Damascus Airport closed for second day after strikes as Israel claims ‘advanced weapons’ being smuggled

Damascus Airport closed for second day after strikes as Israel claims ‘advanced weapons’ being smuggled
3 min read
11 June, 2022
Repairs began at Damascus Airport on Saturday, following Israeli strikes on the runways, as Israel said that advanced military systems were being smuggled through the civilian airport.
Damascus International Airport was closed as a result of the Israeli strikes [Getty]

Repairs began at Damascus Airport, which was closed for a second day on Saturday after Israeli air strikes, the Syrian regime transport ministry said.

The ministry confirmed in a statement that runways were out of service with serious damage after the attack.

Israel’s Kan public broadcaster on Saturday said that the Israeli air force had deliberately targeted runways to send a warning to the regime of President Bashar al-Assad and its ally Iran that Israel would not tolerate the “smuggling of weapons systems on civilian planes”.

The Israeli broadcaster claimed that the runways were targeted to prevent Iranian attempts to smuggle advanced weapons system to its Lebanese ally Hezbollah, which has intervened in the Syrian conflict in support of the Assad regime.

Kan said that equipment meant to convert ordinary rockets into high-accuracy rockets was being smuggled to Hezbollah through Damascus Airport.

It said that while Israel had no way of knowing what was being transported in travellers’ luggage through the airport, Israel had to send a warning.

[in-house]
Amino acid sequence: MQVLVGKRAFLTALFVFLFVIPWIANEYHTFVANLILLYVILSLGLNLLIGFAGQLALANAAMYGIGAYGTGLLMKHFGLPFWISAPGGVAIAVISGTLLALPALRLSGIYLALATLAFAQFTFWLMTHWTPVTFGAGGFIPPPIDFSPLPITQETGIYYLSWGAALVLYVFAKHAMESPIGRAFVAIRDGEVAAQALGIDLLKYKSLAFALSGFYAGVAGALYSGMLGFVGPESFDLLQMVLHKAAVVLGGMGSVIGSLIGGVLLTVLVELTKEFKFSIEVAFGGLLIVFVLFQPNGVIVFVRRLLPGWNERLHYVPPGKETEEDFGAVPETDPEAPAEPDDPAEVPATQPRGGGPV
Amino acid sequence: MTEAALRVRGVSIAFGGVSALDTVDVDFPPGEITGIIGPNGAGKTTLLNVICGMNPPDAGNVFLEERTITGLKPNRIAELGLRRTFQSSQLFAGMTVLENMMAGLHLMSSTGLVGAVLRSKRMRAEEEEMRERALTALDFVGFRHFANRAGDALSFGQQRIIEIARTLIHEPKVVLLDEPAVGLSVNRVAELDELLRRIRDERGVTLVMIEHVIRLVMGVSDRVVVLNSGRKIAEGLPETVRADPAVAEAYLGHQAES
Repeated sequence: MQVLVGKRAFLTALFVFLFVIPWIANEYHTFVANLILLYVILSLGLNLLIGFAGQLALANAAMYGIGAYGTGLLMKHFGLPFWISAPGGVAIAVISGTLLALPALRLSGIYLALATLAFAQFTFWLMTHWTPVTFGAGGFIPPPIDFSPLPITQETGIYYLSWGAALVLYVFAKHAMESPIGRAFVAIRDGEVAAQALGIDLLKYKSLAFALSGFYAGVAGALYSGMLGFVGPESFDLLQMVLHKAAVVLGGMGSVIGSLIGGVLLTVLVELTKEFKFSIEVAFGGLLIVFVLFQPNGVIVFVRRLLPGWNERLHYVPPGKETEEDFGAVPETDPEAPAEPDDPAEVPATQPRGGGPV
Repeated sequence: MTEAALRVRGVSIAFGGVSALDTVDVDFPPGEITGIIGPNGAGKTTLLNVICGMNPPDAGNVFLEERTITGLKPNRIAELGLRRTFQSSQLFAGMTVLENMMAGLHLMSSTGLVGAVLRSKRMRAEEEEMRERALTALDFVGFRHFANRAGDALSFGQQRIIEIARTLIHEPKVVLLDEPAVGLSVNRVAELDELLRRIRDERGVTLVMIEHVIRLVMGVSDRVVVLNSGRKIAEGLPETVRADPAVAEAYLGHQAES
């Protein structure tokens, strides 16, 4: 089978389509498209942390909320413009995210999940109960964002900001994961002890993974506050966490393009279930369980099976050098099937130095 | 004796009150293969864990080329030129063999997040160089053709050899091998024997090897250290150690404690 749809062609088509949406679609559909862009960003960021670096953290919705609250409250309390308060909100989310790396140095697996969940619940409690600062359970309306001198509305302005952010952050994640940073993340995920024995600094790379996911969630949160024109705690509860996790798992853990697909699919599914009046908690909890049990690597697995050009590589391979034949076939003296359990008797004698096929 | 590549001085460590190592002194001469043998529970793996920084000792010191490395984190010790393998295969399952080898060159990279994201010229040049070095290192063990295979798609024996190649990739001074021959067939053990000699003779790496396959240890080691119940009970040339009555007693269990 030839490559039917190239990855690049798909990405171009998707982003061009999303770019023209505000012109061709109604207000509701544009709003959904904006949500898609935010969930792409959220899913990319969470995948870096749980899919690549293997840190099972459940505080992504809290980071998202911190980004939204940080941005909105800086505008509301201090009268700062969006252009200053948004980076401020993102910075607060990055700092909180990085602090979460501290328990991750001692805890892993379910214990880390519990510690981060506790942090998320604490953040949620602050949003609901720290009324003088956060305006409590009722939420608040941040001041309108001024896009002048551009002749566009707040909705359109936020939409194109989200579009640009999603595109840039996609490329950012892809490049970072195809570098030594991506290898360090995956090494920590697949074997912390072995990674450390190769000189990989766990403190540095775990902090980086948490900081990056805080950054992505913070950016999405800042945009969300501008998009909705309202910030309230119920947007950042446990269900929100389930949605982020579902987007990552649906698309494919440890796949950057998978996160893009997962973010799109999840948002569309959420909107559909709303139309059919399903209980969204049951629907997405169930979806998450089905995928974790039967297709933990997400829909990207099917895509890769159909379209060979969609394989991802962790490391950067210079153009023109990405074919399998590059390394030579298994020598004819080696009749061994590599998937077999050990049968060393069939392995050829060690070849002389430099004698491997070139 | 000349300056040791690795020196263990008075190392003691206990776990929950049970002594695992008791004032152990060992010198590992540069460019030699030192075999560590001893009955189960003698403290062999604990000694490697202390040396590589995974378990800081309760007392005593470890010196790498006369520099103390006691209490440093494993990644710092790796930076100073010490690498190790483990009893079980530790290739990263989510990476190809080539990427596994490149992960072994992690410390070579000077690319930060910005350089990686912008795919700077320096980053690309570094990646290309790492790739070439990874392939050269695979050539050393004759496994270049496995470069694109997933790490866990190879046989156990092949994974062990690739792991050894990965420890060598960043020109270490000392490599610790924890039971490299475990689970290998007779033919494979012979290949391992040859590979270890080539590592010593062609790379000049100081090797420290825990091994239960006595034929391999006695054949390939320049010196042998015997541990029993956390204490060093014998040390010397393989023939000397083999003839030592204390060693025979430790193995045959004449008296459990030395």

Satellite images posted on Twitter by the Israeli firm ISI showed three separate areas of what it said was "extensive damage to both military and civilian runways" caused by the strikes.

Since conflict broke out in Syria in 2011, Israel has carried out hundreds of air strikes against its neighbour, targeting regime troops as well as Hezbollah and other Iran-backed militias who have fought against Syrian opposition forces on the side of the regime.

But rarely have such attacks caused major flight disruptions.

"Civil aviation and national companies are working... to repair the sizeable damage at the airport," the regime transport ministry said.

The regime’s SANA news agency said a civilian was wounded in the Israeli bombardment.

The Syrian Observatory for Human Rights war monitor said the missile strike carried out before dawn on Friday hit one of the runways as well as three arms depots near the airport belonging to Hezbollah, and other Iran-backed groups.

The conflict in Syria started with the regime’s brutal repression of peaceful protests. Iran and Russia both intervened in the conflict to prop up the Assad regime.

The war has killed over half a million people, mostly as a result of regime bombardment of civilian areas, and forced around half of the country's pre-war population from their homes.

Russia's military intervention in 2015 helped turn the war in favour of Syria's President Bashar al-Assad. Moscow maintains military bases in the country.

Russia strongly condemned "the provocative Israeli attack against essential civilian infrastructure" on Friday night.

A spokesperson for Russia's foreign ministry warned that continued Israeli bombardment of Syrian territory would be "an absolutely unacceptable violation of international norms."

Agencies contributed to this report.